# Infiltration values

| Posted in General Questions on

I am putting an excel sheet together to get the individual loads from walls, (windows and doors) and infiltration. So I searched the web for the formula to calculate infiltration. I come across this article.

https://soa.utexas.edu/heat-loss-due-infiltration-using-air-change-method

It states “In winter, use 0.5, 0.85, and 1.3 ACH, respectively, for tight, medium, and loose”

Do these ACH value seem reasonable? I understand there is a blower test to determine the actual value.

Thx
Mike

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### Replies

1. | | #1

Understand the difference between natural air change per hour ACHNat and ACH50. In MN we use ACH50 divided by 17 (I believe 20 in CO) for an approximate natural air change for a given building.

The age of your house may lend some clues as to the type of construction used and the configuration of the house also plays an important role. Think thermal boundary and "surfaces", some homes are efficient designs (a rectangular rambler with south facing glass) and some are sprawling homes with the same square footage but lots of exterior wall surface area.

7 or 8 ACH50 is common for older homes, the new code for MN is 3. New construction should have a target of 1.5 ACH50 or under, Passive house is .6 as I understand it. Divide these values by 17 for the approximate ACHNat.

2. Expert Member
| | #2

Those ACH numbers are for "natural" air changes per hour; meaning not standardized test pressure air changes per hour, such as 50 Pascals, but what the "natural air change is as estimated from the standardized test ACH50. Building scientists hate NACH, because the pressures and corresponding air changes that buildings see under operating conditions are all over the place, from 0 ach to probably 2 ach during a big wind event or somewhere in between when climate conditions are the driver for air changes.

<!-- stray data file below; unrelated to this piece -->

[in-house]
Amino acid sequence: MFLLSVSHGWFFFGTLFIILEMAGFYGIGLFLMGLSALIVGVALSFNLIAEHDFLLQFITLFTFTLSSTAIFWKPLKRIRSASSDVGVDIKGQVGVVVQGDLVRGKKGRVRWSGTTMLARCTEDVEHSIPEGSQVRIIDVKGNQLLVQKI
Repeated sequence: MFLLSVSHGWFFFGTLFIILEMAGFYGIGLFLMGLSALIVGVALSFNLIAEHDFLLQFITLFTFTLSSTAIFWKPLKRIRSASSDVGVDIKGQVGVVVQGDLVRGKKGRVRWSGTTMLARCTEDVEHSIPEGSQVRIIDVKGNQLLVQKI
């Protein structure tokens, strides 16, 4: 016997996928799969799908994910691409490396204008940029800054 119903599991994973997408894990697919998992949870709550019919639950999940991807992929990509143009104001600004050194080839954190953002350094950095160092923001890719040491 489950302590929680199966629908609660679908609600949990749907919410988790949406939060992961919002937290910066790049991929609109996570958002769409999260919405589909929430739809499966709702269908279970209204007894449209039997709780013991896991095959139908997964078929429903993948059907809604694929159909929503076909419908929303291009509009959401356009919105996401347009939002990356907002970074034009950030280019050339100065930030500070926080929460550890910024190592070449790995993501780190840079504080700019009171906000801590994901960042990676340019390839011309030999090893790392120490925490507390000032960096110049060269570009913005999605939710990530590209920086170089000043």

As a benchmark, ASHRAE 62.2, the residential whole house ventilation standard, recommends that homes need mechanical ventilation when ACH is 0.35 or less (see https://www.energycodes.gov/sites/default/files/documents/BECP_Buidling%20Energy%20Code%20Resource%20Guide%20Air%20Leakage%20Guide_Sept2011_v00_lores.pdf).

So those numbers for tight, medium, and loose (0.5, 0.85, 1.3) start out a bit high frankly.

Moving from standardized test pressure blower door results to ACH or NACH involves invoking the N factor, which takes into account wind speed, climate, building height, etc. (see this resource for using the N factor: http://www.pureenergyaudits.com/docs/blower_door_handout_aci_baltimore.pdf.

Peter

1. | | #4

I understand that ACH50 (0.2" w.c.) is approximately the differential caused by a 20 mph wind on a surface and that ACH300 is equivalent to a 50 mph wind.
In building science, the inference is that a 20 mph wind acting on a whole house gives rise to the ACH50 infiltration rate. I doubt this is the case.
When I had the blower test done on my house (33,000 ft³, 1.25 ACH50), the leaks were whistling and could be felt with the hand. In a real 20 mph wind, I hear and feel nothing like that.
When a house interior is depressurized by the blower door fan (-0.2" w.c.), makeup air will be found and while it doesn't come through the solid sheathing material, it will come in through cracks and crevices. The makeup air's path of least resistance is through all the cracks and crevices.
When a house exterior is subjected to a +0.2" w.c. differential, the path of least resistance is no longer through those same cracks and crevices, but rather by going around the house.
Is it wrong, then, to assume that a 20 mph wind will actually give rise to the infiltration rate of a -0.2" w.c. vacuum? It would seem so.
The difference might be compared to the relative efficiencies between the old sailing ships that got pushed along by the wind versus the modern aerofoil sails that create a partial vacuum in front of the sail and get pulled along. The vacuum is much more effective at getting work done.
How is this difference in effect between a -0.2" (internal) and +0.2" (external) w.c. accounted for in ACHnatural and estimated ACH50 (due to wind, not vacuum)?

3. | | #3

Note that average ACH (used for seasonal energy use) and peak ACH (perhaps useful for a design load) are quite different. In a high wind, ACH-natural could be equal to ACH@50 pascals.

4. | | #5

Great info, thanks for your input guys.

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